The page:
A concept similar to the "direct use" exception was examined by the Law Division in Deberjeois v. Schneider, 254 N.J. Super. 694, 703 (Law Div. 1991). In Deberjeois, supra, a residential landowner planted a tree in close proximity to an abutting sidewalk. 254 N.J. Super. at 696. As the tree grew, its roots moved under the sidewalk and raised the surface of the walk. Ibid. The Law Division held that a residential property owner could be liable to a defendant that tripped and fell on a raised portion of an abutting sidewalk caused by roots from a nearby tree on the owner's lawn. Id. at 702-03. The court held that the abutting residential owner must readily foresee that the tree's roots will extend underneath the sidewalk, creating elevation, in order to be held liable. Id.
The Deberjeois decision turned on the concept that where a condition is precipitated by the owner's own "affirmative act," then the general rule of residential landowner non-liability is irrelevant. Id. at 703. The court distinguished between the natural growth of a tree, for which a residential landowner would not be liable, and the owner's positive, artificial, affirmative act in planting the tree in close proximity to the sidewalk. Id. The defendant claims that as a residential landowner he owes no duty to plaintiff. He also notes that he did not undertake any construction or repairs of the sidewalk where plaintiff allegedly fell, so he could not be negligent in this regard. Defendant also argues that plaintiff failed to provide any evidence that the condition of the sidewalk was the result of anything other than normal wear and tear, for which he is not liable. In fact, he contends that the statement in plaintiff's expert's report that the sidewalk deteriorated "gradually over a long period of time" supports a conclusion that the condition of the sidewalk was a result of "normal wear and tear."
If this case merely involved defendant's failure to maintain the abutting sidewalk's condition, the motion Judge would have been correct in dismissing plaintiff's claim at summary judgment, as the law is clear that a residential property owner does not have a duty to maintain or repair a damaged abutting sidewalk caused by the elements or wear and tear from pedestrian use. Here, however, the jury can find from the facts that the "direct use" exception and "affirmative act" concept required Lerner to alleviate the sidewalk's dangerous condition.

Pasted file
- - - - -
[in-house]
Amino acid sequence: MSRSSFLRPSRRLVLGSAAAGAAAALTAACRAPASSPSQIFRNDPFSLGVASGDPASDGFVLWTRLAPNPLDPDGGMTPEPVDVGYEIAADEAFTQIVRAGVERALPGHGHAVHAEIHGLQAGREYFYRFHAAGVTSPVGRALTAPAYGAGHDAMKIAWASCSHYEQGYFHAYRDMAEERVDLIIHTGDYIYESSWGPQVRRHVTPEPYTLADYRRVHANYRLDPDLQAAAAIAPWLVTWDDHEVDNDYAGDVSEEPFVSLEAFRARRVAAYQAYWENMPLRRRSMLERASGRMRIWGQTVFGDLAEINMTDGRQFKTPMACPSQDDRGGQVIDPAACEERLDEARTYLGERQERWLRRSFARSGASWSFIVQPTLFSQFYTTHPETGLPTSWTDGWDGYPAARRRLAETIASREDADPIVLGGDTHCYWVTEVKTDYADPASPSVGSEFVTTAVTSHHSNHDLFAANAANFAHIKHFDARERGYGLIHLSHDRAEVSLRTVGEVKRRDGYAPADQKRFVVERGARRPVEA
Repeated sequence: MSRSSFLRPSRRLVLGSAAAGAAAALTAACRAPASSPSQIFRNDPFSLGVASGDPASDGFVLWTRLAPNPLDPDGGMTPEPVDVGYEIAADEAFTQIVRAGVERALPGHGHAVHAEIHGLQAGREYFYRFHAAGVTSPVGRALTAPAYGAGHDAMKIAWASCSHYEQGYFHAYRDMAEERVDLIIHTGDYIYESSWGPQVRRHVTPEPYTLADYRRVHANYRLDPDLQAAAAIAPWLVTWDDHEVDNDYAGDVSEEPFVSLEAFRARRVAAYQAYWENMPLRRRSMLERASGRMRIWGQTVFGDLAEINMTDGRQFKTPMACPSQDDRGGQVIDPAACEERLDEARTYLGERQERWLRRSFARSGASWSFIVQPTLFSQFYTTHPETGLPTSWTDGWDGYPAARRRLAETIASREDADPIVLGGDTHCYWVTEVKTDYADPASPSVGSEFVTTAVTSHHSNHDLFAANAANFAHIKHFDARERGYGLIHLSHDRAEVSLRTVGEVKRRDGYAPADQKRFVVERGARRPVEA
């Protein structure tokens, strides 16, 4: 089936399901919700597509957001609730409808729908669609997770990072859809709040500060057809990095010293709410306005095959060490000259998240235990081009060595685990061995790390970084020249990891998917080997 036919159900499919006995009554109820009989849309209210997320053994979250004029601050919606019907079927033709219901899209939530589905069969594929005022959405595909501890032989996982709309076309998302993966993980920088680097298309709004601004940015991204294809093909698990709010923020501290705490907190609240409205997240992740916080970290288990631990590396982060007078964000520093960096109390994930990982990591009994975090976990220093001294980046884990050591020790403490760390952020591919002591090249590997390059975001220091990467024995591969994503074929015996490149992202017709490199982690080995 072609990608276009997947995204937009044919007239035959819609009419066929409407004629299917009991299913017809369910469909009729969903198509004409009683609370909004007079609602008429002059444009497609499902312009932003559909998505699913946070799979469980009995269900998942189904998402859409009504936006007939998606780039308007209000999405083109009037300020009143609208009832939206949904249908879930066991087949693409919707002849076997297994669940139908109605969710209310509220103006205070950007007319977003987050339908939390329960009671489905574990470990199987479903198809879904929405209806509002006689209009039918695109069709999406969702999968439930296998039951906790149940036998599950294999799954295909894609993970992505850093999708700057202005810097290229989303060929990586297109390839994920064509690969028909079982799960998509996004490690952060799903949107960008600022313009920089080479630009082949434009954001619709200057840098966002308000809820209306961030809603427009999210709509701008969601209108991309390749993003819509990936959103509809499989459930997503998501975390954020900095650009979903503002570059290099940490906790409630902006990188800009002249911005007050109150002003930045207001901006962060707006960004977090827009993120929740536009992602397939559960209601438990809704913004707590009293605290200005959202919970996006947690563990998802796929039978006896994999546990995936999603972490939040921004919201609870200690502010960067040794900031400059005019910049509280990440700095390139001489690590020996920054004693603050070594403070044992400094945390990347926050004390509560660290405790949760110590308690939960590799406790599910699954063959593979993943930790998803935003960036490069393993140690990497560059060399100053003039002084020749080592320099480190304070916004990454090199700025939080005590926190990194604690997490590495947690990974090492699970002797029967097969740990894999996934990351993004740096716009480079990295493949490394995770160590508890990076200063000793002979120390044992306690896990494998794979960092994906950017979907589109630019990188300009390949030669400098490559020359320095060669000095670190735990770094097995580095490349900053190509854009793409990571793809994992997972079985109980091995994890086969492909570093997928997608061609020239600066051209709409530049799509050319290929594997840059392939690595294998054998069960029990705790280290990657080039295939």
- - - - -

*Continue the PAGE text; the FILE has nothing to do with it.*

The Yanhko, Stewart, and Brown cases, upon which the lower court heavily relied, do not deal with the direct use or affirmative acts of a residential property owner but rather involve claims only that a landowner was liable for negligently or improperly maintaining an abutting sidewalk. Where, as here, there is an allegation that a residential landowner repeatedly drives vehicles over a sidewalk used as an extension of his or her own personal driveway, any damage occurring is not as a result of exposure to the elements, nor is it the result of exposure to normal pedestrian use. A question exists as to whether or not the damage resulted from the residential landowner's direct use and affirmative act.
Our decision to hold defendant liable does not change or modify in any way the existing sidewalk negligence law and its many exceptions. Our finding, based on the facts of this particular case, is grounded in the "direct use" exception set forth in Yanhko and the "affirmative act" concept as set forth in Deberjeois.
It is true that an abutting landowner has a right to make reasonable use of sidewalks and driveways for the ingress and egress from the landowner's property. Dill v. Camden Bd. of Educ., 47 N.J. Eq. 421, 435 (Ch. 1926). However, when a landowner makes direct use of an abutting sidewalk as part of the driveway, repeatedly and affirmatively drives vehicles over the intersection of the driveway and the sidewalk, and is found to be actually or constructively aware that those affirmative acts have damaged the sidewalk, the owner should be held liable for injuries to a passerby that occur as a result of the dangerous condition.